Biden administration names acting education secretary
President Joe Biden announced on Jan. 20 the names of acting heads of federal agencies, including at the U.S. Education Department, to serve while nominees are considered and confirmed by Congress.
“These public servants, like so many across the federal government, are dedicated to serving the American people, not a political party or agenda,” Biden said in a statement announcing the appointments. “Their experience in government and commitment to service will allow this administration to take the reins as we prepare to get the pandemic under control and our economy moving once again.”
Biden named Philip Rosenfelt to be acting education secretary while the administration’s nominee Miguel Cardona, former education commissioner of Connecticut, wends his way through the confirmation process.
Rosenfelt, who is the deputy general counsel for program service in the Office of the General Counsel, also served as acting secretary during the transition between the Obama administration and Trump administration in 2017.
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Rosenfelt has served in acting capacity for several other ED positions, including acting general counsel of the department from 2011-2014. He is a career civil servant, serving in the U.S. Education Department and its predecessor since 1971.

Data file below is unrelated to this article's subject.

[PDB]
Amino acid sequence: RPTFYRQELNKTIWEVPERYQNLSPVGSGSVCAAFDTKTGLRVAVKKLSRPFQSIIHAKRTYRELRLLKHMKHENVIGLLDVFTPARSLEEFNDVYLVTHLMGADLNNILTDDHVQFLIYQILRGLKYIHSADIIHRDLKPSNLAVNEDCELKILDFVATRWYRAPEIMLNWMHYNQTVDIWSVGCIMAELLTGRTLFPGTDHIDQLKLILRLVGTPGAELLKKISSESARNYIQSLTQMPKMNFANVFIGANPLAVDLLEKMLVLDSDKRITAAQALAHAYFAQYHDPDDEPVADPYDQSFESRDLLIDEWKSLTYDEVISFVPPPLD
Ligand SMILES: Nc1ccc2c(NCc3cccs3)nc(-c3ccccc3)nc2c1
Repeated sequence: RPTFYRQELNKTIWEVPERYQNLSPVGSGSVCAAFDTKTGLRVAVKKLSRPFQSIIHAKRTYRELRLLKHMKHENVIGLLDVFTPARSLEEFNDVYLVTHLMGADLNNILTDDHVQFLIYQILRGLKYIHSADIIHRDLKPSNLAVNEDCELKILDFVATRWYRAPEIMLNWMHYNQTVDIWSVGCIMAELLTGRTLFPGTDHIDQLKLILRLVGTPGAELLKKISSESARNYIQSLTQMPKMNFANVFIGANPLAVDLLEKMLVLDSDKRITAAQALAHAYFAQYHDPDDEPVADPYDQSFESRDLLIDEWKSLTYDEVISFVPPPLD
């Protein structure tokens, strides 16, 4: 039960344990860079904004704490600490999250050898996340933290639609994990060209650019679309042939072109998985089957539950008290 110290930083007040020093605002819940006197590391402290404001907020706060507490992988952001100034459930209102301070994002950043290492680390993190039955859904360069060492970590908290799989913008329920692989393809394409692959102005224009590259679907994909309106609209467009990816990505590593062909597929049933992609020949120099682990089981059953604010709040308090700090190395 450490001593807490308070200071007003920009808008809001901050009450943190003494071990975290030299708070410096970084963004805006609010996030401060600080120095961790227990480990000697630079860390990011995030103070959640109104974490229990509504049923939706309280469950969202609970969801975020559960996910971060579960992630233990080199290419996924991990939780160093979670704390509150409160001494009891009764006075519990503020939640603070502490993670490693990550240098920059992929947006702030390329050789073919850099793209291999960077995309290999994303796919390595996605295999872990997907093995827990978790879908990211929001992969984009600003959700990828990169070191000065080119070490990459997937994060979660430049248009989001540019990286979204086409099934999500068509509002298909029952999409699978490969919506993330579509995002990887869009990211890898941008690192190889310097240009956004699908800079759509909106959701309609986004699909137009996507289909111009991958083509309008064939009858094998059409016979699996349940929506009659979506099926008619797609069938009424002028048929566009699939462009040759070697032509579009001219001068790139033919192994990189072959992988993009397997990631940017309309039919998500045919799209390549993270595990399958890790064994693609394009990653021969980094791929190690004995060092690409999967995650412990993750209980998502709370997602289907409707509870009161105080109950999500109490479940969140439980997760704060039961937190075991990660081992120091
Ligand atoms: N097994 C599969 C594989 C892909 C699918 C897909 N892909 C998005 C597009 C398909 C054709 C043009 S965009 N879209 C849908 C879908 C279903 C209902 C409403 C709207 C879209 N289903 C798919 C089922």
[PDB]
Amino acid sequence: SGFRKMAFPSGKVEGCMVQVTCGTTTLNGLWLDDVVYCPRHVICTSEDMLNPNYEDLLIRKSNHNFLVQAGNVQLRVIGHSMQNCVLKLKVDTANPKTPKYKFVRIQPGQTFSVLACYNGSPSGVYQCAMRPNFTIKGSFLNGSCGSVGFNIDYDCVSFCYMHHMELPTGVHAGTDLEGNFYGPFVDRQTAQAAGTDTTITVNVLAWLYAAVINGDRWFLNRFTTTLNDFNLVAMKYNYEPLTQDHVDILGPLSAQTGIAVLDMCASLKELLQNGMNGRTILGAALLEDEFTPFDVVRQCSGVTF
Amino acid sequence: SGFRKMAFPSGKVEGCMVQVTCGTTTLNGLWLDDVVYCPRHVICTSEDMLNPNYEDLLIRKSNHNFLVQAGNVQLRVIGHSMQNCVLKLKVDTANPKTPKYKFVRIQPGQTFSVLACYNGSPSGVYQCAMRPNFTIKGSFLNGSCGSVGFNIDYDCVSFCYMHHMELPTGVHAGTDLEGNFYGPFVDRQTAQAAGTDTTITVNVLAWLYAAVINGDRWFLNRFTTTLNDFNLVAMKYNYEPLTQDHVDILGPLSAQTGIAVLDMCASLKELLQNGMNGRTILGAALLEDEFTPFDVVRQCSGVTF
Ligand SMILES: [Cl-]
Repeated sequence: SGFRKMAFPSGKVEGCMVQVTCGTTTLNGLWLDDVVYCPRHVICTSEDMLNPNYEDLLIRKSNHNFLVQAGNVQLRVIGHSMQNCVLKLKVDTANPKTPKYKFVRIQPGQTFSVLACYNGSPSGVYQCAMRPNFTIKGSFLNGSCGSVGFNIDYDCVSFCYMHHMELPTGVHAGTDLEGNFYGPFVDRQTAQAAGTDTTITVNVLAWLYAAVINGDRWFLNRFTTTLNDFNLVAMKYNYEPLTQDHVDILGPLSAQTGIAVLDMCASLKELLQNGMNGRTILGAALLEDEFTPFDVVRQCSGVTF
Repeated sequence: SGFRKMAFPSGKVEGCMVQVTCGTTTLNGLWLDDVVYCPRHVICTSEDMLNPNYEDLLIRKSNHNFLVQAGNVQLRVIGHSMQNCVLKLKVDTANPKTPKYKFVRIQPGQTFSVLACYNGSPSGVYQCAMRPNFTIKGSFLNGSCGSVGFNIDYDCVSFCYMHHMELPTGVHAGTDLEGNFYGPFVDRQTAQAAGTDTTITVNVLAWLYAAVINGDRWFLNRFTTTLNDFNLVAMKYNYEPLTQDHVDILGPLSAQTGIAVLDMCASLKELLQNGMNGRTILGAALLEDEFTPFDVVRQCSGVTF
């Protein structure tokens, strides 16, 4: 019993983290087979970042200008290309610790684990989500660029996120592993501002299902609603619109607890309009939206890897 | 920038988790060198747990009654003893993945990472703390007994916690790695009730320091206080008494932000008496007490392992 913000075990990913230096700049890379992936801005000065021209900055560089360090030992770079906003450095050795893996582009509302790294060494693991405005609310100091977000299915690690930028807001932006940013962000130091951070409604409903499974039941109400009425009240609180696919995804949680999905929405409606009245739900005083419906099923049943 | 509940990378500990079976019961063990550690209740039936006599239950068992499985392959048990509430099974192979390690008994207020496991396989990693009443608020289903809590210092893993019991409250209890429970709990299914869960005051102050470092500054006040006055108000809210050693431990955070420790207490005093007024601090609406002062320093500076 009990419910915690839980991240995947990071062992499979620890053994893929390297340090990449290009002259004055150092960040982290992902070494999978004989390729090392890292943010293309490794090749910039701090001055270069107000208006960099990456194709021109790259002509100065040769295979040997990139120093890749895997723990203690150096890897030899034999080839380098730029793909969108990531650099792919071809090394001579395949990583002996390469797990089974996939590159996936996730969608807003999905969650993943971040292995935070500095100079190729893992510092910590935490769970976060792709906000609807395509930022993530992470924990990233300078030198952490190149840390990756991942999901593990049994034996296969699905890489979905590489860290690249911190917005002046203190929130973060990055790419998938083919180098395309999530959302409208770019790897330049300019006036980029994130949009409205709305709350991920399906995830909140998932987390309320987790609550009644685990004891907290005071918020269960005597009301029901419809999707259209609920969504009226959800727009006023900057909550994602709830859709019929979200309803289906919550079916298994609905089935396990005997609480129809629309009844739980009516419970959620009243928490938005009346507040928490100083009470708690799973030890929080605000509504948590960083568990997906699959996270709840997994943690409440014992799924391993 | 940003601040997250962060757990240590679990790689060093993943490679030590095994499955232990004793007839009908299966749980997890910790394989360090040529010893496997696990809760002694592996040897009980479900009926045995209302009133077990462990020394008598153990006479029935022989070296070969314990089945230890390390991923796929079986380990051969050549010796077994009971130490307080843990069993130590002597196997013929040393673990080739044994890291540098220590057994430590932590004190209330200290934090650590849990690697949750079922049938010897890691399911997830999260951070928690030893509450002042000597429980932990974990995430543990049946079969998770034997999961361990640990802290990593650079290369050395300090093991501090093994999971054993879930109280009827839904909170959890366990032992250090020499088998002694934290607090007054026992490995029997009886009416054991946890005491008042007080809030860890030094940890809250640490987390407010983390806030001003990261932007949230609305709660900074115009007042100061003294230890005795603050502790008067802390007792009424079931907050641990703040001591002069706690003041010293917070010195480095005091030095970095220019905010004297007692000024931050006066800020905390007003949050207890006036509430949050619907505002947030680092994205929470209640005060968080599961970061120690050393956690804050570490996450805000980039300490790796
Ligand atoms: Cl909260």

According to his ED biography, in his position as deputy counsel, Rosenfelt “oversees legal services to the department relating to the development and implementation of federal programs that assist elementary and secondary, vocational and adult education, special education, rehabilitative services, the Institute of Education Sciences, educational equity, and ethics provisions, as well as advice to the Office of the Secretary of Education on civil rights issues.”
One of Rosenfelt’s duties as acting Education secretary could be a review of recent rules and regulations issued by ED to comply with an executive order and two memoranda from the Biden administration signed on Jan. 20.
“The heads of agencies shall promptly take steps to rescind any orders, rules, regulations, guidelines, or policies, or portions thereof, implementing or enforcing” Trump administration executive orders on regulatory reform, according to Biden’s executive order.
In a separate memo, White House Chief of Staff Ron Klain said federal agencies should freeze rules and regulations for administrative review by agency heads or their designated staff. In addition, Klain said no pending rules or regulations should be issued “until a department or agency head designated by the president after noon on January 20, 2021 reviews and approves the rule.”
At press time, ED did not respond to a request for comment on the appointment.
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Charles Hendrix covers education funding and other Title I issues for DA’s parent company, LRP Publications.